LumberJocks

Woodworking blog entries tagged with 'trick'

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View David LaBolle's profile

The Ultimate Workbench as designed and used by www.paulkhomes.com

1027 days ago by David LaBolle | 9 comments »

This is a non traditional workbench designed and built by a homebuilder as his work site saw table. It is a fairly simple design, yet quite sophisticated at the same time. It is very well thought out and quite useful. What makes this one special is the way he designed it to give you space to keep your tools all at hand, but not taking up space on the work surface. I have a feeling that many of the Lumber Jocks here will appreciate it and perhaps want to use it for inspiration. This is u...

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View patron's profile (online now)

rail and stile door on the table saw #1: here's my quick cab door version , JANICE !

1661 days ago by patron | 25 comments »

janice asked for help making cab doors , http://lumberjocks.com/projects/26191 . this is by way of showing how i make cab doors my way .i don’t do raised panels , unless the customer orders them to match or just ‘cause they like that style .i allways tell them that unless they really want to spend more money ,like twice as much for the panel wood ,and all the time it takes to do ( i am worth something ! ) .so i make the rails and stiles straight forward on the table saw , with ...

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View PurpLev's profile

Work(shop) in Progress #5: Drill Press Table

1960 days ago by PurpLev | 13 comments »

I cannot take full credit for this, as this is an upgrade I’ve made to my old drill press table with an idea I’ve seen on Woodscrap’s workshop page. My original table was just 3/4” birch plywood, which was too thin, and when I installed the t-tracks in it, the slot I routed left the plywood useless as there wasnt enough material left to keep it sturdy, and not enough material for the screws to hold into. The new table is 3/4” birch ply laminated with hardboard...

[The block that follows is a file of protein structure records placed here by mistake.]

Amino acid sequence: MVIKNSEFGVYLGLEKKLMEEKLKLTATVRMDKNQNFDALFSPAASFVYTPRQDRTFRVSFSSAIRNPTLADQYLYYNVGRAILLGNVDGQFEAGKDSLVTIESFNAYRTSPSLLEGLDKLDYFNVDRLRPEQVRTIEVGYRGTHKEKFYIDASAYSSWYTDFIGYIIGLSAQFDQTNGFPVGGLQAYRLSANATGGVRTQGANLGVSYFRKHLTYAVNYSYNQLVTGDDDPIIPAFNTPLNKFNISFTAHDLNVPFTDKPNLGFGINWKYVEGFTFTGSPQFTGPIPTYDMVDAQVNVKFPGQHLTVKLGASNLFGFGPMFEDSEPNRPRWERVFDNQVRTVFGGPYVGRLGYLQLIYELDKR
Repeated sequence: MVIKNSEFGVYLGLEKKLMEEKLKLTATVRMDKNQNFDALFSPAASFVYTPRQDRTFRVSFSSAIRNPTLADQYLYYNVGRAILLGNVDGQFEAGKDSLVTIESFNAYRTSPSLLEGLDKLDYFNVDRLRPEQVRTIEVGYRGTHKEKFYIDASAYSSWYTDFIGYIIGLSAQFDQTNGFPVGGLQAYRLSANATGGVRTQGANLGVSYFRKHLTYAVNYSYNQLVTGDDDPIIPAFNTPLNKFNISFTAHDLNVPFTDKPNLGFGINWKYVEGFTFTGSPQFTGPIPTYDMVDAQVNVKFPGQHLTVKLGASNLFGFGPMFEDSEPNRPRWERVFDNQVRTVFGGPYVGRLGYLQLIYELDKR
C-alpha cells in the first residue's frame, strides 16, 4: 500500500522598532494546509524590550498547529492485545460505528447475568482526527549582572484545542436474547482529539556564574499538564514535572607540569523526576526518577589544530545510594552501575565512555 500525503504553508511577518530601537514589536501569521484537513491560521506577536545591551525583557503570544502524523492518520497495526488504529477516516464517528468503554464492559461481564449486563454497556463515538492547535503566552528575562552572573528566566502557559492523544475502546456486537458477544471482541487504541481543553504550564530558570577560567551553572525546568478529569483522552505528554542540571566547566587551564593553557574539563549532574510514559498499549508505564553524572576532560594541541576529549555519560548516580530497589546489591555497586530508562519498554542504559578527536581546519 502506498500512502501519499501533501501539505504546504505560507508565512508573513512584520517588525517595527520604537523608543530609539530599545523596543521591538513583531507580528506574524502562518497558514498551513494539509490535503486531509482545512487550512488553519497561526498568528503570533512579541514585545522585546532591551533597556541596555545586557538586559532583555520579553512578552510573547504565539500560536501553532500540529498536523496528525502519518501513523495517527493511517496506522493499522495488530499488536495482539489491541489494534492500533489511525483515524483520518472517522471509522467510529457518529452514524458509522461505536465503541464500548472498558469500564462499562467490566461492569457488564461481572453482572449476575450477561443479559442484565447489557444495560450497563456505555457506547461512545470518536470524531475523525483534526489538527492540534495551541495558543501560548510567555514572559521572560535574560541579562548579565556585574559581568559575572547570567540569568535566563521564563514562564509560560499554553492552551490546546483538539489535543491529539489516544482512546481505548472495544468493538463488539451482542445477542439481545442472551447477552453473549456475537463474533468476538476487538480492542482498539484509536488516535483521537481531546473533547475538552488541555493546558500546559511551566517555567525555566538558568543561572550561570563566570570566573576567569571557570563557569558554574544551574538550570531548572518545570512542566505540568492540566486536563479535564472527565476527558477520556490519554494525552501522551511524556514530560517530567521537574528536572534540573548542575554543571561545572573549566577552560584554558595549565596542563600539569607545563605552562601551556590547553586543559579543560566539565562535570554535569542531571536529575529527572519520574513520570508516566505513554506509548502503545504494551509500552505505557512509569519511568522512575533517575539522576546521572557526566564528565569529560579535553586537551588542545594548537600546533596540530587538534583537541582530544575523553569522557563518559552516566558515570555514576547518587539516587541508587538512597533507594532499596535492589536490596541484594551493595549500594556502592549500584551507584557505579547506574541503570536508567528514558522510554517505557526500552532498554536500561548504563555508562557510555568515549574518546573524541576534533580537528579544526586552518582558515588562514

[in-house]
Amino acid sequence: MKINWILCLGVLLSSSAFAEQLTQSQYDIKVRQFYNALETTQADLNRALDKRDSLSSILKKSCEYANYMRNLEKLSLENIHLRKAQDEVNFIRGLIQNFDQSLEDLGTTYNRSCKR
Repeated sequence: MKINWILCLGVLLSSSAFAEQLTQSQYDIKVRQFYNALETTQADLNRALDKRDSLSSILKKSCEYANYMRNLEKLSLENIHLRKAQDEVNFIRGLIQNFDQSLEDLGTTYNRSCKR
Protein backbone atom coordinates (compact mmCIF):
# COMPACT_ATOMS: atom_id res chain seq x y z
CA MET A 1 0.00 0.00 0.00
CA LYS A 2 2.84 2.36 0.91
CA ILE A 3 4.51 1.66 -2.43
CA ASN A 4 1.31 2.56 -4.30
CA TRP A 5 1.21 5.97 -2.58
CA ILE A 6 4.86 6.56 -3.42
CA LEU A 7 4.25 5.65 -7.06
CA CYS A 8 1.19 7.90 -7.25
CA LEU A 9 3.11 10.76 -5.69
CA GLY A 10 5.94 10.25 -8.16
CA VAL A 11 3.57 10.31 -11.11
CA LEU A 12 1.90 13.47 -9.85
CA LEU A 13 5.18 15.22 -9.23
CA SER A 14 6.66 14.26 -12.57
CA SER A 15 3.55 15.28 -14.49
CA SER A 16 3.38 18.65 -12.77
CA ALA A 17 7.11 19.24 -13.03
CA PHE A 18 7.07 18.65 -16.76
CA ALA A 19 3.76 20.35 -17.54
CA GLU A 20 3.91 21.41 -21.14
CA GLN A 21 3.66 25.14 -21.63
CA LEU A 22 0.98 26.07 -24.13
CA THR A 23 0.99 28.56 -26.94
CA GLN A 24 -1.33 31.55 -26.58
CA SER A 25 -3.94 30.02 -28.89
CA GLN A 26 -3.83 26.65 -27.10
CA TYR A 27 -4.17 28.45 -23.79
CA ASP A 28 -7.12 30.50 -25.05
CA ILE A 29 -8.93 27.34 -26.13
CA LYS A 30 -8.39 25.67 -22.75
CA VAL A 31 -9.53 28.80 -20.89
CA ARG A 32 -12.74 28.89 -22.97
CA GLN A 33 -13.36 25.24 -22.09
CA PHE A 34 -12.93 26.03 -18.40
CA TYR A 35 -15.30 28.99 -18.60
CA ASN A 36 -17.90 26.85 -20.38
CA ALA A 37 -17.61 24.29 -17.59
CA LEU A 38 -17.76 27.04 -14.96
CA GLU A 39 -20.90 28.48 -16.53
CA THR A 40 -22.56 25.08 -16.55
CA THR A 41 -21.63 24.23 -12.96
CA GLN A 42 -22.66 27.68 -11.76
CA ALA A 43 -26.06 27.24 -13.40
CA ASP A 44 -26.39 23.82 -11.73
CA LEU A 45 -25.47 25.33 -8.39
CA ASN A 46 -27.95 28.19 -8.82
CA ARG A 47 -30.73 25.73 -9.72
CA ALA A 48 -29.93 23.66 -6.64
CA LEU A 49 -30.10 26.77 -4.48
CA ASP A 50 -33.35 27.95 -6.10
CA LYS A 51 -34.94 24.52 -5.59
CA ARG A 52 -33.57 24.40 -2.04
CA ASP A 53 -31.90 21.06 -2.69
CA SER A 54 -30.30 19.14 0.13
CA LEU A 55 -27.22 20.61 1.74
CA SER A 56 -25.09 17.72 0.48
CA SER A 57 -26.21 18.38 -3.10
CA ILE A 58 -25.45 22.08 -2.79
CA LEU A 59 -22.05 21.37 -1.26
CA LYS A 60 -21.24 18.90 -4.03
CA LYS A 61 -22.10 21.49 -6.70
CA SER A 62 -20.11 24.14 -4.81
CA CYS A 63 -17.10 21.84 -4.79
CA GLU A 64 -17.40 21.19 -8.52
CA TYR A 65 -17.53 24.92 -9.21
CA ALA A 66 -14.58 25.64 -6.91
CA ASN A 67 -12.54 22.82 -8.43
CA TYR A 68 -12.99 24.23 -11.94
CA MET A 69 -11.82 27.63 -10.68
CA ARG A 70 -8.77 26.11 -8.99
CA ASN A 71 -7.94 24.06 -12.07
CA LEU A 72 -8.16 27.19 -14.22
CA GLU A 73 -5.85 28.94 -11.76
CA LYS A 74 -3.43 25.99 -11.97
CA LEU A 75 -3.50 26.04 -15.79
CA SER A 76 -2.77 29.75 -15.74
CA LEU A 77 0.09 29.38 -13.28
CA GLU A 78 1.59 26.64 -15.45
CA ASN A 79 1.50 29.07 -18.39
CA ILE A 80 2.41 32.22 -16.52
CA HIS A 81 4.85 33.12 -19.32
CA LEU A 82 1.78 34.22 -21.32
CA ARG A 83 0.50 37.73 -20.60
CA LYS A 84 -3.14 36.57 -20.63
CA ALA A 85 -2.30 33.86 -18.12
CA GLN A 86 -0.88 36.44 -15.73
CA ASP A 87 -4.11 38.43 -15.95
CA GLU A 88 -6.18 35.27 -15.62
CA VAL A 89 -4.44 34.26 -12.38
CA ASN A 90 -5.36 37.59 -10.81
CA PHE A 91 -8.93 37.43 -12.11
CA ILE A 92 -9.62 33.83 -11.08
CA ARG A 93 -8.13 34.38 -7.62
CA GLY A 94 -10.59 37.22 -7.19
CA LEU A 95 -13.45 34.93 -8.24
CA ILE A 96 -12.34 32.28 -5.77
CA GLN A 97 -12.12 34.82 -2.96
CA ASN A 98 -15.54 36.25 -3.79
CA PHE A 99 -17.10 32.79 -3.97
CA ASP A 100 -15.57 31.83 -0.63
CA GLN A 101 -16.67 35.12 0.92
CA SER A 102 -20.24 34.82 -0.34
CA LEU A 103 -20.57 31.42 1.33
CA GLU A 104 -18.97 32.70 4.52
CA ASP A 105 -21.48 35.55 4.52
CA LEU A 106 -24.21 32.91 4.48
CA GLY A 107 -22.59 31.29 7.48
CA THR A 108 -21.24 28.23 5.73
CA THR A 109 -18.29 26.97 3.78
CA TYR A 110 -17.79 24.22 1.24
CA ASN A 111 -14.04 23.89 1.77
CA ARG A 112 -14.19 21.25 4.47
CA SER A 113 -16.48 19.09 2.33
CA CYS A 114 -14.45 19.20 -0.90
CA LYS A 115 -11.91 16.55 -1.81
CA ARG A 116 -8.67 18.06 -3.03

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View gilleseg's profile

Saw Restoration #2: 75 Cent Disston Saw

643 days ago by gilleseg | 3 comments »

The wife and I went out to a local flea market a week ago, looking for nothing in particular. This was the last flea market for the year at this particular venue and the first time we had been this year. I cam across a pair of saws, painted and looking sad. They had tags on the at $1.50 each. I was looking at them and wasn’t sure if I wanted to take on a couple more saws, when the proprietor came around and told me everything was half off. She said it was on account of wanting to cle...

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View scrappy's profile

Making A Segmented Ring Without A Lathe / A Step by Step Tutorial

1878 days ago by scrappy | 35 comments »

Well, I was asked to put together a blog on how I made my segmentd ring. Since I had to make a new one for myself, (first one too small) I thought I would go ahead and do a step by step picture tutorial. My first time ever doing something like this , so hope it comes out OK. Here goes; Wood Selection The first step in making the ring is deciding what woods to use. As we all know, the selection is quite large. One of the most important things is color, but the most important is hardne...